Tuesday Evenings: When MCA visitors interact with art
By Natasha Wasinski For Sun-Times Media October 3, 2013 9:01PM
1 – Dance company A House Unbuilt kicked off “Tuesday Evenings at MCA: Play, Watch, Share, Listen” programming with an interactive, choreographed dinner Oct. 1. | Natasha Wasinski/For Sun-Times Media
UPCOMING TUESDAY EVENINGs
Oct. 8: Needle Through Thumb — Visitors can watch artist and curator Alexander Stewart screen short experimental films about trickery, puns, and the cinematic equivalent of vaudevillian stage antics.
Oct.15: The Big Draw — Visitors can draw with Chicago artists in a workshop presented in association with the UK-based Campaign for Drawing.
Oct. 22: Eric Leonardson — Visitors can experience a “listening tour” of the MCA led by composer and sound artist Eric Leonardson, and then participate in a workshop about field recordings.
Oct. 29: Alexis Gideon’s “Floating Oceans” and Ezra Claytan Daniel’s “Upgrade Soul” — Visitors can watch Alexis Gideon’s stop-motion animation opera and see a live performance of Ezra Claytan Daniel’s science-fiction graphic novel.
» Museum of Contemporary Art, 220 E. Chicago. Tuesday Evening events are free for Illinois residents or with regular museum admission; 6 to 8 p.m. Visit mca.org
Updated: November 5, 2013 6:15AM
Women dolled up in retro housewife wear strut around the Museum of Contemporary Art on Tuesday, ringing hand bells and beckoning to strangers.
“We’re so pleased you’re here,” they sing. “It’s time for dinner!”
Dance company A House Unbuilt recently transformed the museum’s rooms and wide-open spaces into a home fit for hosting to kick off Tuesday Evenings at MCA. The performers got museumgoers on their feet, and saved them seats at the table, for the interactive, choreographed “Dinner Dance.”
Stations were set up for guests to experience different movements — raising toasts, exploring photos in a briefcase, and drawing stories on paper plates — that fed into the sharing of a meal of falafel and chocolate cake . In the MCA lobby, performers engaged in a follow-the-leader-type of interpretive dance miming dishwashing.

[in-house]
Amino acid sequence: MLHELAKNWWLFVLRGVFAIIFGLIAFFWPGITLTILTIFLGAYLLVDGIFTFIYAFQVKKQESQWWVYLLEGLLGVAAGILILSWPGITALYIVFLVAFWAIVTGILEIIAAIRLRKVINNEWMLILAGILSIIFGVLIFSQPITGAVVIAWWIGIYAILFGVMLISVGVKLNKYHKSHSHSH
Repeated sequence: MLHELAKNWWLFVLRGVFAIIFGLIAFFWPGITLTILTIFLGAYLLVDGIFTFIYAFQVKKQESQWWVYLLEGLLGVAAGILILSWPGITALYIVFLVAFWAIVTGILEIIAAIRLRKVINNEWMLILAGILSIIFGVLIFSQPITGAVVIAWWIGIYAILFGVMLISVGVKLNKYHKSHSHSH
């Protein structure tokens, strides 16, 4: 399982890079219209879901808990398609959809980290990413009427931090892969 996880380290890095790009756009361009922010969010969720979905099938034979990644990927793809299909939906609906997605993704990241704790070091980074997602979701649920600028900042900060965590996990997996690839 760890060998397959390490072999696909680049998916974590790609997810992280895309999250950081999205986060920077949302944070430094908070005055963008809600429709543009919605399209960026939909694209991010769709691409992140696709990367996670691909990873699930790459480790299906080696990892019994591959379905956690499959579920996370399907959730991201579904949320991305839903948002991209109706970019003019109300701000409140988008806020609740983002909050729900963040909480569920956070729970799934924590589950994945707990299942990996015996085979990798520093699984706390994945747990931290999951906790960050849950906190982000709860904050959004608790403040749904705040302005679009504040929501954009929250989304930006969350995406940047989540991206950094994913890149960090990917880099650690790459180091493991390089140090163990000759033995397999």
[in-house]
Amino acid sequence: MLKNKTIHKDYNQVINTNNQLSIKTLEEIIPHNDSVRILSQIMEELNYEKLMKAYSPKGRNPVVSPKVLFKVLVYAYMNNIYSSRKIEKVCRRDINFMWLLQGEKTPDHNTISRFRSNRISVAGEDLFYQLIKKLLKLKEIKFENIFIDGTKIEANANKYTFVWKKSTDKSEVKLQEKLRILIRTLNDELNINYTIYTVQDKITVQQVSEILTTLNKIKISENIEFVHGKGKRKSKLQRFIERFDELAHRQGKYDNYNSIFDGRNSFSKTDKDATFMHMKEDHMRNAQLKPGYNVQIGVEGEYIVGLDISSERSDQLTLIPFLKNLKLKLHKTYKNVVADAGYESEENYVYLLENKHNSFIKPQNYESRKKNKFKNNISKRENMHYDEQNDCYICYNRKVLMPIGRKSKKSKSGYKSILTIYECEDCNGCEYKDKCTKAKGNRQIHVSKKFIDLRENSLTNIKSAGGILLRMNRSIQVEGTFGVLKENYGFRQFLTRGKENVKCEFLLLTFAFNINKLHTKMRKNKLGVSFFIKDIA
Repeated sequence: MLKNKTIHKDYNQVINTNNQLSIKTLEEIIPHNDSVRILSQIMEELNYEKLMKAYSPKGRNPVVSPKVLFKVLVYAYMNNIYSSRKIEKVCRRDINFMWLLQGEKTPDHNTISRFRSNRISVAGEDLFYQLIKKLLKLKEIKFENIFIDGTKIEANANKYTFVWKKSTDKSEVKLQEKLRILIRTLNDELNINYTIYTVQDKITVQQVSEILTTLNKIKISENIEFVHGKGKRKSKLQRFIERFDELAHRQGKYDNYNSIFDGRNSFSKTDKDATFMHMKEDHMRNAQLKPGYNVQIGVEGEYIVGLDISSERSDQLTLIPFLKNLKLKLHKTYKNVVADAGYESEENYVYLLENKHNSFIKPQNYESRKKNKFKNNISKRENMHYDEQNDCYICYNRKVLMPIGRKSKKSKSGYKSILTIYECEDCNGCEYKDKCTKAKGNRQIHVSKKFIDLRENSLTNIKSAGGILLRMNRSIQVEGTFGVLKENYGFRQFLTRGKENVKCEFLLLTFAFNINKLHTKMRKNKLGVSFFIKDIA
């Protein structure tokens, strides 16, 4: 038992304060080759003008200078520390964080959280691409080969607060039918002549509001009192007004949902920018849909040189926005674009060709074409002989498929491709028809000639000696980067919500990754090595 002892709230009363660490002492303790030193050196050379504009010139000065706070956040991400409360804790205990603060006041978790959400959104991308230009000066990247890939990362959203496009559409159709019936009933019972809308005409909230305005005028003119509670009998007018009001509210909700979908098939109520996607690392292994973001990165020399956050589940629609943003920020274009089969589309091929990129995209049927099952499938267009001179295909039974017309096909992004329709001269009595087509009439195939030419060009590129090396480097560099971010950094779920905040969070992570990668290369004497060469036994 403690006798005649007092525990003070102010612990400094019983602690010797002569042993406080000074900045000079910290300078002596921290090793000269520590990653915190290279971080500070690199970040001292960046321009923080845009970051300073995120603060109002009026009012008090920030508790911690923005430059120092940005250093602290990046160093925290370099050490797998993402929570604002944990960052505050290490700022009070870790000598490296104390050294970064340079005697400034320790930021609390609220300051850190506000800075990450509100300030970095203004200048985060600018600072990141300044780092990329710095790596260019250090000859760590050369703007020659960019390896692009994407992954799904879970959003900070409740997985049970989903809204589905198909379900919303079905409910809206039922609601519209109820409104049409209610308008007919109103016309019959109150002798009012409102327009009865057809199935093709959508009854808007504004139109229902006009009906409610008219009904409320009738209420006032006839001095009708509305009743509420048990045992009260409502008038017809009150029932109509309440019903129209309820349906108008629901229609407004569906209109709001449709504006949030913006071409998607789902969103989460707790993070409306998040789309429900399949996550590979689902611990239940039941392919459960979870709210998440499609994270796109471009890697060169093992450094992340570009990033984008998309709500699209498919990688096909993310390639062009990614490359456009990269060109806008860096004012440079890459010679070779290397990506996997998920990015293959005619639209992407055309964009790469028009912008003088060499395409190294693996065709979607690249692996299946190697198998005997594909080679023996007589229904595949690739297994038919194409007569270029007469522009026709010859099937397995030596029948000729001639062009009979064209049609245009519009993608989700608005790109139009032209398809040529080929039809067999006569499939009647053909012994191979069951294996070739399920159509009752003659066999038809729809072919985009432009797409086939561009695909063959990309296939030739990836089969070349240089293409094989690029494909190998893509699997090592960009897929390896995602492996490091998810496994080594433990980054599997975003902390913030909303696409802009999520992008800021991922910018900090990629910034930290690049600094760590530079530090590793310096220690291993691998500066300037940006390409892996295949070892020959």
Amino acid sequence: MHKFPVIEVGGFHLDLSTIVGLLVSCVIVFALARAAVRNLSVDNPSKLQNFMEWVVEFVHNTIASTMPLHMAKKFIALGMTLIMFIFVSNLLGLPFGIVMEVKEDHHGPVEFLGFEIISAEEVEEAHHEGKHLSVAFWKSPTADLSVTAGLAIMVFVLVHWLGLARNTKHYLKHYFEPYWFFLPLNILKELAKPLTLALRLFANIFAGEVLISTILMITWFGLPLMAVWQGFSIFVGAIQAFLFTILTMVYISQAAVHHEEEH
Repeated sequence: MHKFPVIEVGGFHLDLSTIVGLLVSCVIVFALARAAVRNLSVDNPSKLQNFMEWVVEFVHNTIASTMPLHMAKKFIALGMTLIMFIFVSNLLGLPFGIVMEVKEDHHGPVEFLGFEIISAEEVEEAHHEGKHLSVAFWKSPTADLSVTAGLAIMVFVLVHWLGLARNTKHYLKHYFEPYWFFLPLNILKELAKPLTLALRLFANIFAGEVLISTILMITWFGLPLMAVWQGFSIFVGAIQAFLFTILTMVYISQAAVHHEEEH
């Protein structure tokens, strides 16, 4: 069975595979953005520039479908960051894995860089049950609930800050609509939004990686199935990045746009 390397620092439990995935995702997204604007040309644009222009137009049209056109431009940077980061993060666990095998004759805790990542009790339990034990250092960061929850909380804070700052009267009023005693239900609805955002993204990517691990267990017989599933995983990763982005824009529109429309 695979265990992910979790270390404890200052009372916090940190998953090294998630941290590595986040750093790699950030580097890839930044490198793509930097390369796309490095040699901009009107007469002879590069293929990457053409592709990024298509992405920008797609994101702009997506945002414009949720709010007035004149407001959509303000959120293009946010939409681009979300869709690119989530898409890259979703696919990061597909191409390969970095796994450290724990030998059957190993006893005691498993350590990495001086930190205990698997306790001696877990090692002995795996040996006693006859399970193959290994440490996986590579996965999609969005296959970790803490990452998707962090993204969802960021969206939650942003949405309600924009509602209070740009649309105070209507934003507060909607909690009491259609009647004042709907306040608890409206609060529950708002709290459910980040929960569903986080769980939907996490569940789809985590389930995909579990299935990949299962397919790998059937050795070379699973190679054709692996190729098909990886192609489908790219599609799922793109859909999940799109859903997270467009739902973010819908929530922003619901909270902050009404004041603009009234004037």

Michael Green, of the MCA’s educational department, noted such activities entice people to contemplate what goes into the production of artwork.
“They encourage you to do things that create movement within yourself and with other people,” reflected Andrew Bermudez, 28, of Lincoln Park, who joined in on the wacky dish dance. “You end up being outside of your comfort zone a lot. It’s kind of liberating.”
MCA seeks to create similar new experiences for visitors with its various Tuesday Evenings programming. The events are also a way “to really get people thinking about the museum as place of social interaction,” said MCA Chicago Director of Education Heidi Reitmaier.
From October through May, the museum hosts weekly workshop-based activities focused on interacting with art. This month museumgoers can examine cinematic trickery in short, 16mm films with artist and curator Alexander Stewart; create pictures with Chicago artists in an all-ages draw-a-thon; experience a “listening tour” with composer and sound artist Eric Leonardson; and view Alexis Gideon’s Floating Oceans and Ezra Claytan Daniel’s Upgrade Soul.
The thread that connects the events is the program’s slogan: “Play, Watch, Share, Listen.”
“Those very active verbs are ways to different sorts of experiences,” Reitmaier explained. “Each time we’re the putting audience at center of the experience.”
Tuesday Evenings also helps tears down traditional boundaries set by cultural institutions by allowing visitors to be themselves.
Miguel Garcia’s family has experienced that feeling of inclusion firsthand at the MCA. As much as he tries to expose his children to music and the arts, Garcia said it’s not always easy to quietly walk the halls of museums with his severely autistic 13-year-old son. But being surrounded by interactive and visual art in a kid-friendly environment has helped in the boy’s development, he said. Garcia’s 11-year-old daughter is also an MCA fan.
“They’re the ones who are begging to come to art shows,” he said. “Instead of TV, it’s art, art, art. This is teaching creativity.”
So when A House Unbuilt performers shouted to one another from the museum’s balconies, no one attempted to shush them.
“It’s great when we sometime play in the institution [in a manner] that may not be seen as totally appropriate,” said Reitmaier.
She reminded that museums are not sanctuaries or spiritual places, but venues for all of the public to explore and enjoy.
“We want people to feel welcome and open to the possibility of being who they are,” Reitmaier said.
Natasha Wasinski is a local freelance writer.